A speedboat and yachting enthusiast, Horace Dodge's keen interest in the vessel's engines led him to establish a marine division as part of their automotive business. He purchased several steam yachts, each larger and more luxurious than the previous. The first two large yachts were named Nokomis, both being purchased by the government for World War I use, with the second being described as a "floating palace" even as it was being stripped for Navy use shortly after completion. The last, named the Delphine for his daughter after following the Nokomis tradition in the early phase of design, was a 257.8-foot (78.6 m) vessel. Construction commenced in 1920 and was completed in 1921, after his death. In the ensuing years the yacht experienced a sinking, a run onto rocks, and service as a United States Navy patrol boat during World War II. The Delphine passed through the hands of several owners and after major refurbishing it sails the Mediterranean today as a luxury charter.
Horace Dodge's great-grandson is film producer Johnny Dodge.
In 1919, Henry Ford bought out the Dodge brothers' shareholdings in Ford Motor Company for $25 million. In January 1920, Horace's brother, John, died during the influenza epidemic. He was interred in the family's Egyptian-style mausoleum in Detroit's Woodlawn Cemetery guarded by two Sphinx statues. Having also contracted the flu that December following several relapses, Horace also died from complications of the disease resulting in pneumonia and cirrhosis of the liver at the age of 52 in Palm Beach, Florida. He was interred with his brother in the same mausoleum. His widow outlived him by fifty years.
In 1925, Horace and John Dodge's widows sold their automobile business to Dillon Read investment bankers for $170 million. Upon her death in 1970, Anna Thompson Dodge left a sum to the City of Detroit for the construction of the Horace E. Dodge and Son Memorial Fountain. The fountain was designed by sculptor Isamu Noguchi and opened in 1978 as part of the city's Hart Plaza. Horace E. Dodge, Jr. died in 1963 at age 63.
- Klepper, Michael; Gunther, Michael (1996), The Wealthy 100: From Benjamin Franklin to Bill Gates—A Ranking of the Richest Americans, Past and Present, Secaucus, New Jersey: Carol Publishing Group, p. xi, ISBN 978-0-8065-1800-8, OCLC 33818143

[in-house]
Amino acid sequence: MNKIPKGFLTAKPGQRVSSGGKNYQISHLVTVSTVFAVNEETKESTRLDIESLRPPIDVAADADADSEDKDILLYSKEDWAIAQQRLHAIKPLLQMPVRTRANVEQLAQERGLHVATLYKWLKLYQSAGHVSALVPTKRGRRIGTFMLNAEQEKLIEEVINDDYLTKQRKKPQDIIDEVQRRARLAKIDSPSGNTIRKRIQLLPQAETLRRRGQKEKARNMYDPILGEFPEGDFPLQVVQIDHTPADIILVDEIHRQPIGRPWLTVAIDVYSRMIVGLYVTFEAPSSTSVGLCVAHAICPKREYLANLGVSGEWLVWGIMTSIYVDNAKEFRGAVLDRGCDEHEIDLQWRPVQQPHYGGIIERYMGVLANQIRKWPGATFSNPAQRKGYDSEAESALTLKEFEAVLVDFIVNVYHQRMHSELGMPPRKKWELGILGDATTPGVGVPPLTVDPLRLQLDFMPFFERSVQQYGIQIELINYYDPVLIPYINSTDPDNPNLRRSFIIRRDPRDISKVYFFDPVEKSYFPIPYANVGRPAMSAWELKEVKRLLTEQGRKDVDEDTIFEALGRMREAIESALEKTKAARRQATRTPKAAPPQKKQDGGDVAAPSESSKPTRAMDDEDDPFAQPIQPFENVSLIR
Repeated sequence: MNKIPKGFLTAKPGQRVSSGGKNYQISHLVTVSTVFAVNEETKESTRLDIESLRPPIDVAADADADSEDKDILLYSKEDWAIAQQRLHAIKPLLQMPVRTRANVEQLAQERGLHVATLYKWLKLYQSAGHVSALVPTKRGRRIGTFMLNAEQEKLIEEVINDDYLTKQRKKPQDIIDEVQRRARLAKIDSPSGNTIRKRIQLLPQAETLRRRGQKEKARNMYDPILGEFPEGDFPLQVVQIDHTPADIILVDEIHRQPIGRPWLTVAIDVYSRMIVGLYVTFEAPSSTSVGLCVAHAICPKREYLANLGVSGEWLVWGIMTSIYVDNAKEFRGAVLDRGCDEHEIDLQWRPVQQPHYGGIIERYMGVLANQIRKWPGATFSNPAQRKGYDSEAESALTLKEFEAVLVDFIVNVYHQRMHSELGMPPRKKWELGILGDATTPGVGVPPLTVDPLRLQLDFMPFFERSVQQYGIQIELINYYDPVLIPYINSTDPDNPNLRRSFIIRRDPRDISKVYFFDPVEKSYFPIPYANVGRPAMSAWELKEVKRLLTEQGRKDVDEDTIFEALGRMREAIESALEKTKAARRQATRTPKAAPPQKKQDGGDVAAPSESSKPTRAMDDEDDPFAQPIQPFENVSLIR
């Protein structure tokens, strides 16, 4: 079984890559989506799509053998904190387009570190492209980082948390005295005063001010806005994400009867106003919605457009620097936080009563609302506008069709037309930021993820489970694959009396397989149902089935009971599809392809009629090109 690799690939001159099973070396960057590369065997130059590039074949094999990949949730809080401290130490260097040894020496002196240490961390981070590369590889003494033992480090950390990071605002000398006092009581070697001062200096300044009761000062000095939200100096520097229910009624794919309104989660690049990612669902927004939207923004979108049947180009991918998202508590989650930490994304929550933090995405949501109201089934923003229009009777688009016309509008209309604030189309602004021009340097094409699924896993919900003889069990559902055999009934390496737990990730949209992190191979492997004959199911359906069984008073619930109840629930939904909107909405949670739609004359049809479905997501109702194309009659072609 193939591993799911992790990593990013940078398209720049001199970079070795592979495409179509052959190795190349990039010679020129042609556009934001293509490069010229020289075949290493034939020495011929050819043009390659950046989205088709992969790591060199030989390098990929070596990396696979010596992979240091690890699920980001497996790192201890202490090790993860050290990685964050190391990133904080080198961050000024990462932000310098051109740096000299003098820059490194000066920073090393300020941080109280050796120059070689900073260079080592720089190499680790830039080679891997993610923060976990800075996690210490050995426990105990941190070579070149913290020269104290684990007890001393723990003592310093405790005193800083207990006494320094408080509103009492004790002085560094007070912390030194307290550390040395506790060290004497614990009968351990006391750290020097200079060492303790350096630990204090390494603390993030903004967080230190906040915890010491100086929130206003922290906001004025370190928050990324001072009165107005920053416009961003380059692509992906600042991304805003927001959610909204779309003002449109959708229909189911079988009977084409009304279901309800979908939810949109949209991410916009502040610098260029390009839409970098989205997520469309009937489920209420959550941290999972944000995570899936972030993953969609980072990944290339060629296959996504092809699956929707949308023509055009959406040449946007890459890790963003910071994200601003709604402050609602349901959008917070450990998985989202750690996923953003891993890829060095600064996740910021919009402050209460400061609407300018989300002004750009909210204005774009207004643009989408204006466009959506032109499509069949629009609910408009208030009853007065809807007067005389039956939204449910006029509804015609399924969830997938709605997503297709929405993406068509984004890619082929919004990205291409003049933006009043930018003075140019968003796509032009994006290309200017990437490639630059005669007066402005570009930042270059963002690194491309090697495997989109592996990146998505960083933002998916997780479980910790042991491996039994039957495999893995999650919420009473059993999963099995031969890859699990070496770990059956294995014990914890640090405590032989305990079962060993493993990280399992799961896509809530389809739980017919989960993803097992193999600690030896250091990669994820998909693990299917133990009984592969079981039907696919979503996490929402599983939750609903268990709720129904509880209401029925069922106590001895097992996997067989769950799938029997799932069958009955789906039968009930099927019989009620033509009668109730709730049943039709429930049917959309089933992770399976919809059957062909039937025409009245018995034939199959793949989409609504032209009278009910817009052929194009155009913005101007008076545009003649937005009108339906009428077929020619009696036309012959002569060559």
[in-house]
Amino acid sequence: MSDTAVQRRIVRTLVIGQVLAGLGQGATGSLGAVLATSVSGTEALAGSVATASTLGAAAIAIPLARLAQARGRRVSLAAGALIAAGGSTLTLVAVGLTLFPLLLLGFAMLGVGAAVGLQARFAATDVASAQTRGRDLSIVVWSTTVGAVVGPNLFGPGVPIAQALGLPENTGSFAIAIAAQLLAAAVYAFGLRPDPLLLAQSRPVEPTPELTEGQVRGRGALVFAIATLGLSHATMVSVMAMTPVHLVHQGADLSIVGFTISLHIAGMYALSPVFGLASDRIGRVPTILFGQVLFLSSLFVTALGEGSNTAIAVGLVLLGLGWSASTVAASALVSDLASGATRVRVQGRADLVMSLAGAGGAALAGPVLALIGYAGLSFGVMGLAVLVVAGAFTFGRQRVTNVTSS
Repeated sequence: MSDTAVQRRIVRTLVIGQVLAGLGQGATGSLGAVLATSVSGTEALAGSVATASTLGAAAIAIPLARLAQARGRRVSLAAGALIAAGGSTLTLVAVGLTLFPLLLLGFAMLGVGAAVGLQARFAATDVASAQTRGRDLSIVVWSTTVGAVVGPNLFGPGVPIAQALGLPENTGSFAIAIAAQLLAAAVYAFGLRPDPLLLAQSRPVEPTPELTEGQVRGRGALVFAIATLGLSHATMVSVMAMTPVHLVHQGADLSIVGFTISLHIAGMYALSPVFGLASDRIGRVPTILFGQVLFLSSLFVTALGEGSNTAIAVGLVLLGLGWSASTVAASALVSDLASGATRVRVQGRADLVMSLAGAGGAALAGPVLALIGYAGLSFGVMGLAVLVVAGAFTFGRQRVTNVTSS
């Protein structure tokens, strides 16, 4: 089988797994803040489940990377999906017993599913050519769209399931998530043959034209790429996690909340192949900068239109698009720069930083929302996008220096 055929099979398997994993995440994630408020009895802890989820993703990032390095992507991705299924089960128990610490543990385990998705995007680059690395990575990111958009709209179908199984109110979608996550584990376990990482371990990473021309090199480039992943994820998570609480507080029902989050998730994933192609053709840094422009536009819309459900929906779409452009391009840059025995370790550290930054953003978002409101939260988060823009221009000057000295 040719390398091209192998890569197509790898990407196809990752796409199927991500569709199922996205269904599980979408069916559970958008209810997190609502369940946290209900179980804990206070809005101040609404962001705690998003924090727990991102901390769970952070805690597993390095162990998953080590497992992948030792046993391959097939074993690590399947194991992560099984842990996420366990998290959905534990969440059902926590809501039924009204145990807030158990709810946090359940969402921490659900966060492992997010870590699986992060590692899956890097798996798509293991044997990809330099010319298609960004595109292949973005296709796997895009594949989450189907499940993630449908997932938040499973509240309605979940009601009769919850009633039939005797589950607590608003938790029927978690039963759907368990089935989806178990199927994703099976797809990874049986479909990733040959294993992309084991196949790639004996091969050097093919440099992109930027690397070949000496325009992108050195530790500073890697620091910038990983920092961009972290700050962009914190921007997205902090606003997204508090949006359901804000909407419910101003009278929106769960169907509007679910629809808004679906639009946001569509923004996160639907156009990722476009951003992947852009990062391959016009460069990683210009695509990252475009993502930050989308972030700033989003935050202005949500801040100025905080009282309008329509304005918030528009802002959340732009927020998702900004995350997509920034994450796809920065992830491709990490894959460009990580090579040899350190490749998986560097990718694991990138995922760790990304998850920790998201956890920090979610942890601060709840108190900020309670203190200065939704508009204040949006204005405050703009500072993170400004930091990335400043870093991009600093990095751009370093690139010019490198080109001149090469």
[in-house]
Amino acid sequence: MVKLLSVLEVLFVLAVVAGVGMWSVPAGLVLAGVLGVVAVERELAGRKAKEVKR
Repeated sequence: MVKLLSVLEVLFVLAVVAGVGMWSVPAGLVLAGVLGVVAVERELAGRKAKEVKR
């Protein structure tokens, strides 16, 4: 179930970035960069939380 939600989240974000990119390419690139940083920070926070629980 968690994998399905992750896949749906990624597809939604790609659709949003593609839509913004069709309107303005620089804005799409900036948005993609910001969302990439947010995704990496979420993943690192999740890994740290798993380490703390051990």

- Burton, Clarence M., ed. (1922). The City of Detroit, Michigan, 1701-1922, Vol. IV, pp. 308-313. The S. J. Clarke Publishing Company.
- "Mrs. Horace Dodge Dies at 103. Among World's Richest Women. Conflicts Over $100-Million Estate Predicted. Widow Survived 2 Children". The New York Times. June 4, 1970. Retrieved 2007-07-21.
Mrs. Anna Thompson Dodge, widow of Horace E. Dodge, the automotive pioneer, and one of the richest women in the world, died last night at her home, Rose Terrace. She was 103 years old and had been using a wheelchair for seven years.
- Early history of the Dodge brothers
- "On the New Nokomis (advertisement with photos of the three vessels)". Motor Boating. Vol. 26 no. 5. November 1920. p. 79. Retrieved 29 October 2018.
- "Nokomis A Floating Palace". The Rudder. Vol. 33 no. 7. July 1917. p. 451—453. Retrieved 29 October 2018.
- "John P. Dodge Dies At Ritz-Carlton. Detroit Manufacturer Was Stricken With Pneumonia At Automobile Show. His Brother Recovering As Minority Stockholders Of Ford Company. They Won $60,000,000 Suit Against Henry Ford". The New York Times. January 15, 1920. Retrieved March 27, 2010.
John F. Dodge, the Detroit automobile manufacturer, who had been ill for a week with pneumonia in his apartments at the Ritz-Carlton, failed to survive the crisis of the attack and died last night at half past 10 o'clock. For some time before the end he was unconscious and unable to recognize his wife and daughters, who were with him.
- Hyde (2005), pp. 117-18.
- "Horace E. Dodge Dies in Florida. Detroit Automobile Manufacturer Succumbs Suddenly at Beach Home. Brother Died This Year. Sole Head of Industry Employing 18,000 Men Began His Career as Machinist With John F. Dodge". The New York Times. December 11, 1920. Retrieved July 21, 2007.
Horace E. Dodge, millionaire automobile manufacturer, died here tonight at his Winter home.
- Patricia Zacharias (June 24, 2000). "Mrs. Dodge and the Regal Rose Terrace". The Detroit News. detnews.com-Michigan History. Archived from the original on July 8, 2012. Retrieved November 19, 2010.